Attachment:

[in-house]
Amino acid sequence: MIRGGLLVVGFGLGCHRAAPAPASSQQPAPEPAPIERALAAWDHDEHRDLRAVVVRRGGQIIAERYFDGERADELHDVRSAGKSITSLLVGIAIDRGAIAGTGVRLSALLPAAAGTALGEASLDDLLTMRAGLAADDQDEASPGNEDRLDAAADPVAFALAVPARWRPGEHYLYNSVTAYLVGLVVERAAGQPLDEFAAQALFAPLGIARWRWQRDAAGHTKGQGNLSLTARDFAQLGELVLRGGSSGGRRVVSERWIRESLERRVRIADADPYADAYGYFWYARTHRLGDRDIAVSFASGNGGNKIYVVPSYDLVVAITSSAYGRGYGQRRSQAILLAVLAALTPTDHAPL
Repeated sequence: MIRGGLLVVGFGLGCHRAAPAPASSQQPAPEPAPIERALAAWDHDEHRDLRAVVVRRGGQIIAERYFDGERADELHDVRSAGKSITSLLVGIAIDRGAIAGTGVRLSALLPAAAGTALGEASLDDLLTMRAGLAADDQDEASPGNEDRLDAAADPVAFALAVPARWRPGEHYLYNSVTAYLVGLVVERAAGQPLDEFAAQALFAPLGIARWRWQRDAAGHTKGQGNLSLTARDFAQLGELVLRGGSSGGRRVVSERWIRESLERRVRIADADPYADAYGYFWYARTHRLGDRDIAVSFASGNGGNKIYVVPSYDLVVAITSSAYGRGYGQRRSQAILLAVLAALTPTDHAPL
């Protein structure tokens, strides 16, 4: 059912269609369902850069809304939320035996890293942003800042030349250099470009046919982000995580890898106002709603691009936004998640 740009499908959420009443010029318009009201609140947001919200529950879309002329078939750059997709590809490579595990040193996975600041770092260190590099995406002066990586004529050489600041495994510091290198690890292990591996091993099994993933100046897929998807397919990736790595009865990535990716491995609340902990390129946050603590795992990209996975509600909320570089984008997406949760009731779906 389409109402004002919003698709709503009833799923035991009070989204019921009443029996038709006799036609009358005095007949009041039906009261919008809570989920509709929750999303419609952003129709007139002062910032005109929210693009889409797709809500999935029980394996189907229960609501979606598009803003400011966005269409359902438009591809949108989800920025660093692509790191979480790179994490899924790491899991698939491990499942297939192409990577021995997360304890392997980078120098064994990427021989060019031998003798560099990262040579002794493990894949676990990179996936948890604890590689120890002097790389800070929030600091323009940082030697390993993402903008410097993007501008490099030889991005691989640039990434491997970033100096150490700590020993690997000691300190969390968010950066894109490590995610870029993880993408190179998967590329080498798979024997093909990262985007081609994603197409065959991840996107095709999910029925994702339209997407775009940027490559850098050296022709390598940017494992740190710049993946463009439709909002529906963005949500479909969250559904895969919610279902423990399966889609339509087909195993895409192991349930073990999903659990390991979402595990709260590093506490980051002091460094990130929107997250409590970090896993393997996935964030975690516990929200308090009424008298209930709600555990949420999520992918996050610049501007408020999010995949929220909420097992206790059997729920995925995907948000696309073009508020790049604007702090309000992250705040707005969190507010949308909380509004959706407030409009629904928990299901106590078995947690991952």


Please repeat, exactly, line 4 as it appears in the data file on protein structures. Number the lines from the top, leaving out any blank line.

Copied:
């Protein structure tokens, strides 16, 4: 059912269609369902850069809304939320035996890293942003800042030349250099470009046919982000995580890898106002709603691009936004998640 740009499908959420009443010029318009009201609140947001919200529950879309002329078939750059997709590809490579595990040193996975600041770092260190590099995406002066990586004529050489600041495994510091290198690890292990591996091993099994993933100046897929998807397919990736790595009865990535990716491995609340902990390129946050603590795992990209996975509600909320570089984008997406949760009731779906 389409109402004002919003698709709503009833799923035991009070989204019921009443029996038709006799036609009358005095007949009041039906009261919008809570989920509709929750999303419609952003129709007139002062910032005109929210693009889409797709809500999935029980394996189907229960609501979606598009803003400011966005269409359902438009591809949108989800920025660093692509790191979480790179994490899924790491899991698939491990499942297939192409990577021995997360304890392997980078120098064994990427021989060019031998003798560099990262040579002794493990894949676990990179996936948890604890590689120890002097790389800070929030600091323009940082030697390993993402903008410097993007501008490099030889991005691989640039990434491997970033100096150490700590020993690997000691300190969390968010950066894109490590995610870029993880993408190179998967590329080498798979024997093909990262985007081609994603197409065959991840996107095709999910029925994702339209997407775009940027490559850098050296022709390598940017494992740190710049993946463009439709909002529906963005949500479909969250559904895969919610279902423990399966889609339509087909195993895409192991349930073990999903659990390991979402595990709260590093506490980051002091460094990130929107997250409590970090896993393997996935964030975690516990929200308090009424008298209930709600555990949420999520992918996050610049501007408020999010995949929220909420097992206790059997729920995925995907948000696309073009508020790049604007702090309000992250705040707005969190507010949308909380509004959706407030409009629904928990299901106590078995947690991952």